Besides the various types of windows, it’s important that the windows are installed properly, says DeJesus. This means proper caulk or foam has been used to seal the space between the window frame and the adjacent wall framing to prevent heated air from escaping the home.


Installation won’t be an issue for a new home, but if you are replacing the windows in an existing home, “Make sure your installer is certified by the window manufacturer because this an area that sometimes gets overlooked,” says DeJesus.

Know your zone

A lot of the decision-making can be simplified by consulting the EPA’s ENERGY STAR ratings for windows. The EPA has divided the country into four climate regions – Northern, North Central, South Central, and Southern – and within each zone prescribed a set of performance measures for windows, such as U-factors and solar heat gain coefficients.


Don’t worry, you won’t need your calculator for this one, because the National Fenestration Rating Council has done all the work for you. The NFRC, an independent non-profit organization, tests, certifies and labels windows from all major manufacturers.

Their rating system scores windows on U-factor (how well a window resists heat loss from a room), Solar Heat Gain Coefficient (how well a window resists heat gain), Visible Transmittance (how well a window allows daylight into the room) and Air Leakage (how much air enters a room through the window).

A performance label with these scores is affixed to the window pane. Again, don’t get bogged down in the science. The NFRC website makes it easy by offering a Shopping Guide and Certified Product Directory.

Know the rules

Many city and state governments are setting energy efficiency requirements, like the California Title 24 code, for new and remodeled residential and non-residential buildings.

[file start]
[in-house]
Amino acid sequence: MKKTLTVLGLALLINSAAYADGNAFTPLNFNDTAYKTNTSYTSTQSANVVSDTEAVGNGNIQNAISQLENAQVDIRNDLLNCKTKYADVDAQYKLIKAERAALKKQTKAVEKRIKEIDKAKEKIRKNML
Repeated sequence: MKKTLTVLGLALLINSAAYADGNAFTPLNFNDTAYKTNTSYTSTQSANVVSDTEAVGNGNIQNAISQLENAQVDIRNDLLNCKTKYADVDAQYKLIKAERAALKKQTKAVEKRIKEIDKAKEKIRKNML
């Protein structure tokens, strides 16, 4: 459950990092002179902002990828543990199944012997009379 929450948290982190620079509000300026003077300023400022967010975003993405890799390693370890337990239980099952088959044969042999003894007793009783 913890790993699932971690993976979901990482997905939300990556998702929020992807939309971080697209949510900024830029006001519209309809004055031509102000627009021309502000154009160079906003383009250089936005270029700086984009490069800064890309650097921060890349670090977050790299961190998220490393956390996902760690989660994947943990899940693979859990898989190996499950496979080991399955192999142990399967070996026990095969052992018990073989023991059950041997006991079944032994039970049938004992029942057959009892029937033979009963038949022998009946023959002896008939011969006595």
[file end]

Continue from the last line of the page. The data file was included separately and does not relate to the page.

New home construction will be required to meet these standards. For home remodels, you may fail the building inspection if improvements, like window replacement, don’t meet the local codes. So, make sure you are familiar with the local green building codes.

What about films and shades?

If replacing inefficient windows is not possible, products are available to upgrade your existing windows. For example, low-e coatings can be applied as a film to windows already installed in the home. The NFRC rates the energy performance of window films and the International Window Film Association (IWFA) website offers a directory of qualified installers.


Window shades can also help, especially those with air pockets known as insulated cellular shades. These provide insulation much like double pane windows. The problem with shades is they cut down on daylight entering the room. However, choosing shades with lighter colors will minimize this effect, advises DeJesus.

Part of a bigger picture

Windows are just one part of the LEED ratings envelope but an important and challenging one, says DeJesus. So, consider carefully.


Image credit: Adobe Stock/gmcgill

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Jim Witkin is a writer based in Silicon Valley and London focused on business, technology and the environment. His work has been featured in the New York Times and Guardian newspapers. He holds an MBA in Sustainable Management from the Presidio Graduate School.